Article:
If the lady who was accompanying me had not been talking incessantly, nervously, doing it the way some people talk to fill in the space, I would have been more in tune with my
surroundings. If I had been more in tune with my surroundings, I would have probably been scared. I would have been more aware of the house where the Lady Went Crazy.
It was a part of northeastern Ohio I know well, a part where the rolling hills come together with the sharper, darker edges of the Appalachians. The road from Hammondsville to Bergholz, the back road, where one turns west instead of heading south into the Ohio River valley and the town of Irondale.
I almost never drove, nor still, when I go home, almost never drive through that area without wondering why nobody has thought to finance a ski resort. The nearest ski area, Atwood, is in Carroll County, a good 90 Ohio-wooded-type-miles away, and it isn’t nearly as fertile a possibility, at any rate, as a developer would find on that back road between Hammondsville and Bergholz.
Bergholz roughly translates as “mountain hold”, and the name is apt for the steep hillsides that would lend themselves to downhill activities, to the wide streambeds and valleys that would be perfect for cross country or snowshoeing.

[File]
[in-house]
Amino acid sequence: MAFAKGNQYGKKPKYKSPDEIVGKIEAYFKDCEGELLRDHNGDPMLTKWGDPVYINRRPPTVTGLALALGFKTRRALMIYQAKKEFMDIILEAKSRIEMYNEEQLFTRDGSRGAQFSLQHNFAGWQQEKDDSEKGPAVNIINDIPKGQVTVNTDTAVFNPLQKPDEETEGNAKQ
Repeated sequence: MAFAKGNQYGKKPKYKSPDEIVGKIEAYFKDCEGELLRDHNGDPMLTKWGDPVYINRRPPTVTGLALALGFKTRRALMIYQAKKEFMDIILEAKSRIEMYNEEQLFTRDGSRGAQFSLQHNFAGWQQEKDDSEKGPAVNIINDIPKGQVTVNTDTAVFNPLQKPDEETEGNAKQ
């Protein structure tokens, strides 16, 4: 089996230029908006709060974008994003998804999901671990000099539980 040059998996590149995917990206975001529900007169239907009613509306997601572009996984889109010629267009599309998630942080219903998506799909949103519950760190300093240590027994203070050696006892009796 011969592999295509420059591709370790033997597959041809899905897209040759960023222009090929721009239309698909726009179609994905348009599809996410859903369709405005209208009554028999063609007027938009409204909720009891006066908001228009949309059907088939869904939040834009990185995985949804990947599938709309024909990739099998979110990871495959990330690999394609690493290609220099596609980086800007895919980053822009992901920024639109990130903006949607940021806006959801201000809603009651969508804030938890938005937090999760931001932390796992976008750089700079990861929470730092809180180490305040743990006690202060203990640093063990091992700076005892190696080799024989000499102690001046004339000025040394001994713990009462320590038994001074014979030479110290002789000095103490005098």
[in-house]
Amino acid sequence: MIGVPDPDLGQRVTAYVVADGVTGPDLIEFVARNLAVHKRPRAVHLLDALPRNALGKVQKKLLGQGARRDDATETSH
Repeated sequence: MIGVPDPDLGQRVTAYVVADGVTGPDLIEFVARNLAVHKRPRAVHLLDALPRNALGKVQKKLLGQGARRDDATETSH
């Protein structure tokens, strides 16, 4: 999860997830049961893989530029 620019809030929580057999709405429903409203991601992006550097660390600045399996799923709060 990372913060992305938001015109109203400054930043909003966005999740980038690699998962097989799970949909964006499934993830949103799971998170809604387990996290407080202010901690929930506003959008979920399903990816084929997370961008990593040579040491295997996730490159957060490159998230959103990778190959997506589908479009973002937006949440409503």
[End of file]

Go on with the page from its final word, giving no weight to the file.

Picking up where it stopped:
But there’s something hard and bitter that happens when you cross the line, head into the foothills, find yourself within the range of Hammondsville, Irondale, Bergholz. It is something that seems at odds with the natural beauty of the hills, a beauty much softer and easier to navigate than the Rockies, the beauty of the rolling Appalachians.
Maybe it is the long abandoned salt mines of Salineville, to the north, or the silent and rusting foundries of Irondale, to the south, or the boarded up potteries of Hammondsville itself.
Langston Hughes asked poetically,” What happens to a dream deferred?” This area is not home to a dream deferred, but rather a dream which had its time, lived out its span, has come and gone, leaving empty buildings where industry once thrived.
Maybe that is why there has been no well-heeled entrepeneur to invest in a ski resort, or maybe it goes deeper.
Some say the area is cursed. The Shawnee were rightly resentful of being robbed of their fertile farming valleys and game laden woods, and some say a Shawnee shaman laid a curse on the area before they moved west.
So, with the lady incessantly chatting, nervously, we drove, unaware, past the house where the Lady Went Crazy. That will form the basis for next week’s column.
Clyde Davis is a Presbyterian pastor and teacher at Clovis High School. He can be contacted at: